There is no current waste treatment disposal in the country, only classification of trash to be separated and sent to other landfills. However, this does not solve any issues or reduce the amount of waste being produced. About a month ago, a local landfill was set on fire to try to eliminate the heaps of trash. While firefighters were working tirelessly to put it out, the wind had blown more smog and smoke to the capital and other cities of Guatemala.

The Authority for the Sustainable Management of the landfill was contacted, but no one responded to the urgent plea for help. According to El Metroplitano, the landfill should have been closed last year but the lack of political will invented it, despite the fact that it has already exceeded its capacity.The lack of concern for waste treatment has led to the population’s lack of knowledge in how the debris can affect their bodies and lives. Waste is a national problem in this area, where no local government or form of authority is taking responsibility or creating policies for the problems at hand. 

Consequences of the Landfill

The only form of precaution being issued to the community living near landfills has been from the Red Cross, who had suggested for everyone (especially pregnant women, children, and the elderly) to wear masks and avoid outside activities while staying hydrated. The problem with these solutions- most people do not have the basic healthcare and access to clean water to help with these issues. The landfills are placed in predominantly lower-economy areas, making it harder for the civilians to escape the harsh circumstances. Despite the negatives of the various landfills around the country, the government has made some changes the past few months to accommodate this climate crisis.

Solutions

A combination of many solutions have been carried out for the progress on landfills.  In order to close the majority of landfills, tons of trash are to be responsibly carried out for proper disposal to close the landfill. The Ministry of Environment and Natural Resources has created a plan for three phases to produce the closure for the landfill, including implementing a composting and biodigester recovery plant. The environment surrounding the landfills has become dangerous due to the landfill needing to have been emptied out over a year ago.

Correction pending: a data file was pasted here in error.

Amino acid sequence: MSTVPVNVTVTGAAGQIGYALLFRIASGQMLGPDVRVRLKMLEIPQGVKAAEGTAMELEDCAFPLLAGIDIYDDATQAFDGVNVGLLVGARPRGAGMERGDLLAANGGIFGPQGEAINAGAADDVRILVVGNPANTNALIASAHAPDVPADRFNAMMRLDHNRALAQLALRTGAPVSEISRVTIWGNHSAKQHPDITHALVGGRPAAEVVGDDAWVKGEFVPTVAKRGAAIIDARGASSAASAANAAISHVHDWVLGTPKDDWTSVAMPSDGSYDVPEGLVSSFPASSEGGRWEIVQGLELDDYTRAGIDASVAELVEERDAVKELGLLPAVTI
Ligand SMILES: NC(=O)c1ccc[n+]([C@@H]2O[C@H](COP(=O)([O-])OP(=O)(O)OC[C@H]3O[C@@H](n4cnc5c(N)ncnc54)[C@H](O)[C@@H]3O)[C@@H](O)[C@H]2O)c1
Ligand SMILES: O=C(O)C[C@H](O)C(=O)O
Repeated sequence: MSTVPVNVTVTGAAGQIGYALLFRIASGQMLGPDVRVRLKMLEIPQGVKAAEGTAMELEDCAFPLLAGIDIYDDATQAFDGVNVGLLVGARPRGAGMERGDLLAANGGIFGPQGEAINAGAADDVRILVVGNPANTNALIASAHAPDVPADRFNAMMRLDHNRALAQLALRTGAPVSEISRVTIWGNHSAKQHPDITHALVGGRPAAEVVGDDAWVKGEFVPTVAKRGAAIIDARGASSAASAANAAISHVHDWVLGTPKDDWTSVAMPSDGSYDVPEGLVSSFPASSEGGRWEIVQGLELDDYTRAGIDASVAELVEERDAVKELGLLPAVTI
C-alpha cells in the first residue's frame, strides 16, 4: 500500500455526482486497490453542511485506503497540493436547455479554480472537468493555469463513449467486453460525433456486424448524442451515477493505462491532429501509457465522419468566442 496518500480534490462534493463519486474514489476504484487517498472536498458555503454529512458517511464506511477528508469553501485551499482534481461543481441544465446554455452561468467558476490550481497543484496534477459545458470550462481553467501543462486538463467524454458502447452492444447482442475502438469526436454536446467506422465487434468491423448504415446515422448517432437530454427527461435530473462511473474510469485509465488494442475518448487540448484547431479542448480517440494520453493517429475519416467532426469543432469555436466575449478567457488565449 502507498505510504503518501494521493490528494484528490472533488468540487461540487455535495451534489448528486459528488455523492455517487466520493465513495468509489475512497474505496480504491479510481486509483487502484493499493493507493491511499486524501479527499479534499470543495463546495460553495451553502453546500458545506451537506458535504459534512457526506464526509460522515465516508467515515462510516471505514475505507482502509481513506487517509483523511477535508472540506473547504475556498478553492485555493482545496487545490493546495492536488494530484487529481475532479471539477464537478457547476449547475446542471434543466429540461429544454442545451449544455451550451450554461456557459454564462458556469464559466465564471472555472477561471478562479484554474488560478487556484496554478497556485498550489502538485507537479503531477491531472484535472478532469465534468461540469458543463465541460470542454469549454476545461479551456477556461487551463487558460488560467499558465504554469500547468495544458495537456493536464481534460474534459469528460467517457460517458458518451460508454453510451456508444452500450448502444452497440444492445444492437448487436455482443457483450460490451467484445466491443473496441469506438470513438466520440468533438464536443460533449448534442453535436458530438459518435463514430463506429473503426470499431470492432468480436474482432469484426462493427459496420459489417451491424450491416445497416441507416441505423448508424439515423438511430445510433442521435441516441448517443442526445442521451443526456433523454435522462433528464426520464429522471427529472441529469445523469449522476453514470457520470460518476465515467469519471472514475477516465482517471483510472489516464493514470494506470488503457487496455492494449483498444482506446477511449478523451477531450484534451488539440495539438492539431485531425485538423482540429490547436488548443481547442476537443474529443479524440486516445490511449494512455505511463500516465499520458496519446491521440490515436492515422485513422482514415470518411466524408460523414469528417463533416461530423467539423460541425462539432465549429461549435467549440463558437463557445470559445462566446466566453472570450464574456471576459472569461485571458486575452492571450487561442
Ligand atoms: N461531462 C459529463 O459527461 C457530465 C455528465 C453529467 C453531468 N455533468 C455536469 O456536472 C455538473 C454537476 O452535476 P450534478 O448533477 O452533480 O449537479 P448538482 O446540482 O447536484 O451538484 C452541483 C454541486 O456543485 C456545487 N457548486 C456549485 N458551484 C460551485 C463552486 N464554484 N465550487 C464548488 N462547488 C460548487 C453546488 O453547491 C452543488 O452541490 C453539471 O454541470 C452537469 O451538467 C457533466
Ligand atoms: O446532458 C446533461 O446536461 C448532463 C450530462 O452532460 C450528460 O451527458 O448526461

At this time, the government has called for the technical closure of the landfill and has proposed the purchasing of land to manage waste at its own local level. About 672 tons of garbage arrive at the landfill everyday from different locations, according to PrensaLibre. The protection of public health was taken into serious consideration, including speaking further on the prevention of environmental pollution and restoring ecological balance. 

New policies will create more room for communities to focus on separating their waste (organic and inorganic waste), including plastics, glass, paper, cardboard, etc. It took a few years to keep from “provisional landfills” growing in size, but the laws for framework are finally uniting. Hopefully, in little time the landfills will decrease in size and locations, so people can have a healthier and more sustainable environment.

 


Khaleb Hernandez | Environmental Correspondent

Hello everyone! I am currently a senior studying Environmental Science and Policy in Tampa, Florida. Before I moved to the United States, I was raised in Guatemala City- where I was exposd to an abundance of environmental injustices and experiences. With my mother being from Colombia, I’ve traveled to various places around Central and South America to realize there are many topics not being addressed for the well-being of smaller communities, mostly indigenous or communities living under the poverty line. Hearing people’s stories inspired me to dig deeper into how these communities have adapted to their way of living, including lacking the basic resources we have access to in our daily lives. With Latina Republic, I aspire to share their stories and bring awareness to their unique circumstances, including giving them the attention they need in all forms. I am confident sharing stories will attract a greener future and more opportunities to guide the right people into improving the ways of living in Central and South America.